It is not hard to imagine jazz versions of Steely Dan songs, as they are rich in knotty harmonies and dark lyrics that belie their mainstream pop success. But you would probably have to be guitarist Andrew Green to imagine them arranged for chamber ensembles dominated by woodwinds and strings (as well as vocalist Miriam Waks and Green's guitar). Ironically, Green's dramatic departure from the iconic recordings grew out of his love for them: he was convinced that no rock or jazz cover would hold up against the originals.
The startling new context is immediately evident from the strings, oboe and vocal that open "Black Cow" from Aja (ABC Records, 1977). When bass and drums enter on the third verse the rhythmic feel begins to recall the original, only to have a totally unexpected Bluegrass guitar solo at the end. Aja's title tune (whose lyrics provide the album's title) alternates between lush woodwinds and strings and rhythmic gamelan textures, concluding with a lush vocal coda.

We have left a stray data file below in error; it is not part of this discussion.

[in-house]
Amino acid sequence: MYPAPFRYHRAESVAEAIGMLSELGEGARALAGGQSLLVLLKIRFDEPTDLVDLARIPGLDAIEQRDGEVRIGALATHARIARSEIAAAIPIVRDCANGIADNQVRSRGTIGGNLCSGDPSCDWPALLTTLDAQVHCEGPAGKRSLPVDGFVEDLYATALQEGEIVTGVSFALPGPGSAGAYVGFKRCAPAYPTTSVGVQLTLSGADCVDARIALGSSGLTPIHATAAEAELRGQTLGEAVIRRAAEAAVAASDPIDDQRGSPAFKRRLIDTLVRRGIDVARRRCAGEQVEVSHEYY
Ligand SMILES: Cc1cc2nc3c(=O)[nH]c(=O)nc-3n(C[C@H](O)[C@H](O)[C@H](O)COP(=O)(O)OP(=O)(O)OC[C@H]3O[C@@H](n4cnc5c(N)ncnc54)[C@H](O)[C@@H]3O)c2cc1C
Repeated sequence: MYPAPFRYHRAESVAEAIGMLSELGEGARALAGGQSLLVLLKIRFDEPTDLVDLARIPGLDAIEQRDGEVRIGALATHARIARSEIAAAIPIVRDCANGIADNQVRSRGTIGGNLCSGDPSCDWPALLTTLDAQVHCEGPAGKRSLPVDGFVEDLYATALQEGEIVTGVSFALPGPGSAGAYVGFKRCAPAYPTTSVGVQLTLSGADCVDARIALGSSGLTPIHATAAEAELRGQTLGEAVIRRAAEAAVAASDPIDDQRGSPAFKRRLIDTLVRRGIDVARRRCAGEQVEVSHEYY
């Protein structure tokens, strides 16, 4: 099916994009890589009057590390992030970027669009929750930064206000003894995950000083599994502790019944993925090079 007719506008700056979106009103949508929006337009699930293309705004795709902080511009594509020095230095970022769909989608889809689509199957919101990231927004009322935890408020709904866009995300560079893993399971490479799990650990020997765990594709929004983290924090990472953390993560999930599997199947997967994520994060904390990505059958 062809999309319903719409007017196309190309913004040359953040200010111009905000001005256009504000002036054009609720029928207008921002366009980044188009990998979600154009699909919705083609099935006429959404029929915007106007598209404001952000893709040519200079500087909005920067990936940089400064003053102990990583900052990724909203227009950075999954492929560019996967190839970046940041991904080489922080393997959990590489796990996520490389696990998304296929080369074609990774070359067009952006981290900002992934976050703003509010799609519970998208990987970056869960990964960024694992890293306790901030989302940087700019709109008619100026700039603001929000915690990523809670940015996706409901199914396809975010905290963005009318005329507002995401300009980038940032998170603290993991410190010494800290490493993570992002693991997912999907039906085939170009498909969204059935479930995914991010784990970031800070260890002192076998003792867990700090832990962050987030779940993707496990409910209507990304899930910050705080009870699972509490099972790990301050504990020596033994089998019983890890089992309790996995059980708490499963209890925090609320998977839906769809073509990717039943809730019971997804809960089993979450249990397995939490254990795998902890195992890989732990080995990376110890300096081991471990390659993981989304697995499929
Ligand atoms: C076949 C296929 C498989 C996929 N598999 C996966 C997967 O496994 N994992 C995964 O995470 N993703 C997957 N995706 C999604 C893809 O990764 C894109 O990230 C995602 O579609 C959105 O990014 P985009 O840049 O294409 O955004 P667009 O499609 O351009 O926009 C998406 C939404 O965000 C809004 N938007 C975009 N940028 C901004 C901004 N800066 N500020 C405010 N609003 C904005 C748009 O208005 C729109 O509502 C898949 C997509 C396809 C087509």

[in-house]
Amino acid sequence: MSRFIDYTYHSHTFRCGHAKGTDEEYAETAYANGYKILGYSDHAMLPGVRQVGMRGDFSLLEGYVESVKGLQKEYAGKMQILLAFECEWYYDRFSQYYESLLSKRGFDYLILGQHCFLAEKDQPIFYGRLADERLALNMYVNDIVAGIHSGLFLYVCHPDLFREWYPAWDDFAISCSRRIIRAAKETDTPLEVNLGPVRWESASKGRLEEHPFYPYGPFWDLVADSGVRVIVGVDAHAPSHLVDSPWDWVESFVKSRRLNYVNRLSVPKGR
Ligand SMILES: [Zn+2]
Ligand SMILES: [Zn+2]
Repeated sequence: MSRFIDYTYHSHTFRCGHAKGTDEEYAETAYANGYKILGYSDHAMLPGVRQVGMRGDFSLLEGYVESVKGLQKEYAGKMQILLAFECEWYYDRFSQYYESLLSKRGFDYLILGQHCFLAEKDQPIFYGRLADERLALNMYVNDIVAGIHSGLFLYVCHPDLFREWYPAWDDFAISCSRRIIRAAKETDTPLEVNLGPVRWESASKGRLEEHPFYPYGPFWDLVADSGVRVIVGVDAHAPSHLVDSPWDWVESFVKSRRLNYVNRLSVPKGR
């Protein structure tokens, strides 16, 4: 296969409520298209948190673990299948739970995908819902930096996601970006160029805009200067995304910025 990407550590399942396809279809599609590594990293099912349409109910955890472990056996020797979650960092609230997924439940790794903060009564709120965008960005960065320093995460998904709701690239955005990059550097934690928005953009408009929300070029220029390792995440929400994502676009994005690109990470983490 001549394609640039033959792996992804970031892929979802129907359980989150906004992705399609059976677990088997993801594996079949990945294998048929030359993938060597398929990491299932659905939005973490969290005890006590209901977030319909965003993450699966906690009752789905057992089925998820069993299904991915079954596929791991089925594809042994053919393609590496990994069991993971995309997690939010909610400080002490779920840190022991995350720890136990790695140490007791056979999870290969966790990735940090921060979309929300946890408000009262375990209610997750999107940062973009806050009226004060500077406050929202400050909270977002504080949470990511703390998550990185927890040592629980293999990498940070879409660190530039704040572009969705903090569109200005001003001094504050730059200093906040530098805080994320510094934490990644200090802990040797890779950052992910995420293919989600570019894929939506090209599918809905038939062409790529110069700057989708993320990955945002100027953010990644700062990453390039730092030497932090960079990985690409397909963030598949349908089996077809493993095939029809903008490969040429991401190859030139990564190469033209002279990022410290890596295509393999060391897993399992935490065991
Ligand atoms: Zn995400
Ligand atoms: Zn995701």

"Any World (That I'm Welcome To)" from Katy Lied (ABC Records, 1975) gets a stunning re-imagination as 1970s' salsa, complete with a montuno section with coro accompanying vocals and Green's Carlos Santana-like electric guitar solo. "Dirty Work" from the band's debut, Can't Buy A Thrill (ABC Records, 1972), occupies similar stylistic territory, this time as a slow samba with accordion (also featured in a rollicking solo). "Reelin' In The Years" from the same album is done in a dramatically slower tempo, which reveals surprising emotional depthaccentuated by the reed ensemble. Waks' singing here is a wonder, drawing every drop of feeling from the song. Closer "Rikki Don't Lose That Number" from Pretzel Logic (ABC Records, 1974) receives a similar ballad treatment, ending the program on a wistful, sad note. The plaintive vocals are ably supported by an ensemble of woodwinds and cello, plus Green's acoustic and electric guitar playing.
Green's ambitious, adventurous arrangements are a revelation. After the initial shock of hearing arrangements so different from the original recordings, the listener is presented with additional meanings and emotional depth previously only implied in these classic songs.
Black Cow; Aja; Any World (That I'm Welcome To); Reelin' in the Years; Dirty Work; Daddy Don't Live in That NYC No More; Everything You Did; Rikki Don't Lose That Number.